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PED-EM-L  September 2001

PED-EM-L September 2001

Subject:

Re: 18-21 year olds

From:

Richard Aickin <[log in to unmask]>

Reply-To:

Richard Aickin <[log in to unmask]>

Date:

Tue, 11 Sep 2001 13:09:16 +1200

Content-Type:

text/plain

Parts/Attachments:

Parts/Attachments

text/plain (155 lines)

In New Zealand we use 0-15yrs as the paediatric age group, with an extension
to 18yrs for young people with chronic illness to allow for transition
between adult/paediatric services.
My view is that the adolescent age group is rather poorly served by both the
paediatric and adult services here.  I'm not sure if I'd been admitted at
the age of 17yrs whether I would have preferred to be on a ward surrounded
by 2 year olds or by 90yr olds.
Regards,
Richard

Dr Richard Aickin
Clinical Director
Children's Emergency Department
Starship Children's Hospital
Private Bag 92024
Auckland

email [log in to unmask]
Office Ph/fax (9) 375 4308
Office Ph/fax Ext 5208
Emergency Department (9) 307 4902
Mobile 021 884 636
Locator 93 4275


> -----Original Message-----
> From: Steven Doherty [SMTP:[log in to unmask]]
> Sent: Tuesday, September 11, 2001 11:29 AM
> To:   [log in to unmask]
> Subject:      Re: 18-21 year olds
>
> Hi Geoff,
>
> 18-21 is staggering!  In Australia all of these would be considered
> adults.
>
> I'm not sure that I can answer your question but the most sensible
> approach to this I have seen is that 17 and over are adults, 15 and under
> are kids.  16 year olds at school are kids and 16 year olds who work are
> adults.  There are of course always exceptions to this rule but to me it
> sounds pretty sensible.
>
> Cheers,
>
>
>
> Dr Steve Doherty
> Emergency Physician
> Tamworth Base Hospital
> (02) 6768 3316
>
> This message is intended for the addressee named and may contain
> confidential information. If you are not the intended recipient, please
> delete it and notify the sender. Views expressed in this message are those
> of the individual sender, and are not necessarily the views of New England
> Area Health Service.
>
> >>> Geoffrey Capraro <[log in to unmask]> 09/11/01 05:51am >>>
> Dear List Subscribers:
>
> Our pediatric emergency department is situated in a large teaching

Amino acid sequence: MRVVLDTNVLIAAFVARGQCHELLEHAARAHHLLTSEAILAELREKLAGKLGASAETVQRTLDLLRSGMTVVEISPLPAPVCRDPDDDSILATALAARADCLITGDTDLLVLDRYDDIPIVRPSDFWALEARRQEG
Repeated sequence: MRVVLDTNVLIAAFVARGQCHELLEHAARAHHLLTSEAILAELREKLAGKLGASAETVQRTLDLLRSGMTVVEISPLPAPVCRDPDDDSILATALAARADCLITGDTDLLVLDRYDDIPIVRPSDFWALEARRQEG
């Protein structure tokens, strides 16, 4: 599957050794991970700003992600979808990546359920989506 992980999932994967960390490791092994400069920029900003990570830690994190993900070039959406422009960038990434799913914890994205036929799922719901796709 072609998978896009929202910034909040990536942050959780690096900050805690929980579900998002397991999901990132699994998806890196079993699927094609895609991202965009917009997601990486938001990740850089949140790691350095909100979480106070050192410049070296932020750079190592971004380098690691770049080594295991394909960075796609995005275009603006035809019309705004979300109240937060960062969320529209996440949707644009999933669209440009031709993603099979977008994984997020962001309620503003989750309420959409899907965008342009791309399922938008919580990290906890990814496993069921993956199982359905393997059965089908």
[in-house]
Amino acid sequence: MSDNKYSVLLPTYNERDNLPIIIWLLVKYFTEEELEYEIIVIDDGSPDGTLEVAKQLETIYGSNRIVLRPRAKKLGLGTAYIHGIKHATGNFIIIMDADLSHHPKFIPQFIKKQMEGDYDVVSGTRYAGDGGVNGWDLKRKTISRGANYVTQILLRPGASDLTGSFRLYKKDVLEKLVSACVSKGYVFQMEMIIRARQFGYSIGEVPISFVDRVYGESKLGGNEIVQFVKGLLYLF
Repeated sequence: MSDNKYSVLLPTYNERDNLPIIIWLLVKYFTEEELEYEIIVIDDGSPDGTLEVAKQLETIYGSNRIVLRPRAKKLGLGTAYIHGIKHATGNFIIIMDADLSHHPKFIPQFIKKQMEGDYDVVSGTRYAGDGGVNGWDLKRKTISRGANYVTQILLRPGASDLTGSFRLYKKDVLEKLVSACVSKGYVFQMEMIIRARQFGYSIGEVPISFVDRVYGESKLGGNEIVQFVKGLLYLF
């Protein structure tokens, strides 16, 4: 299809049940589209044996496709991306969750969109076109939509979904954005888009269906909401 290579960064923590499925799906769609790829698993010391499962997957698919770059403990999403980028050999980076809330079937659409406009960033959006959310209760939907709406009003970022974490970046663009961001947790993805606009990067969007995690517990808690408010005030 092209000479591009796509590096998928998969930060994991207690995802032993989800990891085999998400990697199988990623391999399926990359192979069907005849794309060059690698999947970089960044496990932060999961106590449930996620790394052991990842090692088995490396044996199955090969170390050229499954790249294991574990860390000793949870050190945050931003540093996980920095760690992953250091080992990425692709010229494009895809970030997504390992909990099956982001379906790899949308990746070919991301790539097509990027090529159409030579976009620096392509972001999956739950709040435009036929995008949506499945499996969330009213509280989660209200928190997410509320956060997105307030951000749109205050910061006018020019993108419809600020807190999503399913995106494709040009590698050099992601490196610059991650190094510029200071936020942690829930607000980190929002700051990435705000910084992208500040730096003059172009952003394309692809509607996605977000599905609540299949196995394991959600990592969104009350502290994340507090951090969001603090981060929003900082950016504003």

> hospital, and sees a significant number of children aged 18-21.  For
> institutional reasons, we are seeing a great deal more recently.
>
> Our group is just curious to know- what upper age limit applies for
> your PED?
>
> Do different rules apply to different settings?
>
> What should the upper age limit be?
>
> Thanks,
>
> Geoff Capraro
> PEM Fellow Boston Medical Center
>
>
> ------------------ Reply Separator --------------------
> Originally From: Richard B Ismach <[log in to unmask]>
> Subject:  Re: NP's in ED
> Date: 09/08/2001 03:00pm
>
>
> Kate, et al -
>
> As I told you off-line, we use both Nurse Practitioners and
> Physician Assistants in our adult ED fast track.  We use NPs and PAs
> interchangeably, but in a few ways PAs are better:
>
>    * In Georgia, PAs can prescribe independently, but NPs cannot
>      (not a problem in most states).
>    * PAs usually have better procedural training (e.g., wound
>      repair) at graduation.  After a few years of practice, the
>      difference vanishes.
>    * PAs are trained to practice fairly independently, but to work
>      with and under a physician's direction.  Some NPs expect to
>      practice completely independently, without any interference
>      from a physician.  In an ED setting, a physician will certainly
>      be named in any lawsuit involving a non-physician provider.
>      Thus, EPs are sometimes more comfortable working with PAs than
>      with NPs.
>
> Despite these issues, we are happy with a mix of PAs and NPs in our
> fast track.
>
> Billing is as Zach outlined: both NPs and PAs can bill (at 85% of
> the physician's fee) for E&M or procedural services.  However, many
> private insurers, at least in Georgia, are now refusing to pay for
> PA or NP services in the ED.  It is well established that customers
> (patients) are better satisfied and costs are lower with
> non-physician providers.  Thus, this seems to be just a ploy to
> avoid paying some claims.  Still, this may be a major issue in some
> settings.
>
> The alternative is for the physician to bill for services of the PA
> or NP.  I am less familiar with this - all the departments I've
> worked in had the non-physician provider bill directly, using their
> own number.  This requires the physician to see each patient, a
> potential problem for everyone's efficiency.
>
> Some PA resources on the web:
>     http://www.aapa.org/
>     http://www.sempa.org./
>
> Rich
>
> --
> Richard B Ismach, MD, MPH
> Assistant Professor of Emergency Medicine
> Emory University School of Medicine
> Office: (404) 712-9656
> Pager:  (404) 686-5500 -> 11037
>
> For more information, send mail to [log in to unmask] with the
> message: info PED-EM-L
> The URL for the PED-EM-L Web Page is:
>   http://www.brown.edu/Administration/Emergency_Medicine/ped-em-l.html
>
> *********************************************************************
> This message is intended for the addressee named and may
> contain confidential information. If you are not the intended
> recipient, please delete it and notify the sender. Views
> expressed in this message are those of the individual sender,
> and are not necessarily the views of NSW Health.
> *********************************************************************
>
> For more information, send mail to [log in to unmask] with the
> message: info PED-EM-L
> The URL for the PED-EM-L Web Page is:
>   http://www.brown.edu/Administration/Emergency_Medicine/ped-em-l.html

For more information, send mail to [log in to unmask] with the message: info PED-EM-L
The URL for the PED-EM-L Web Page is:
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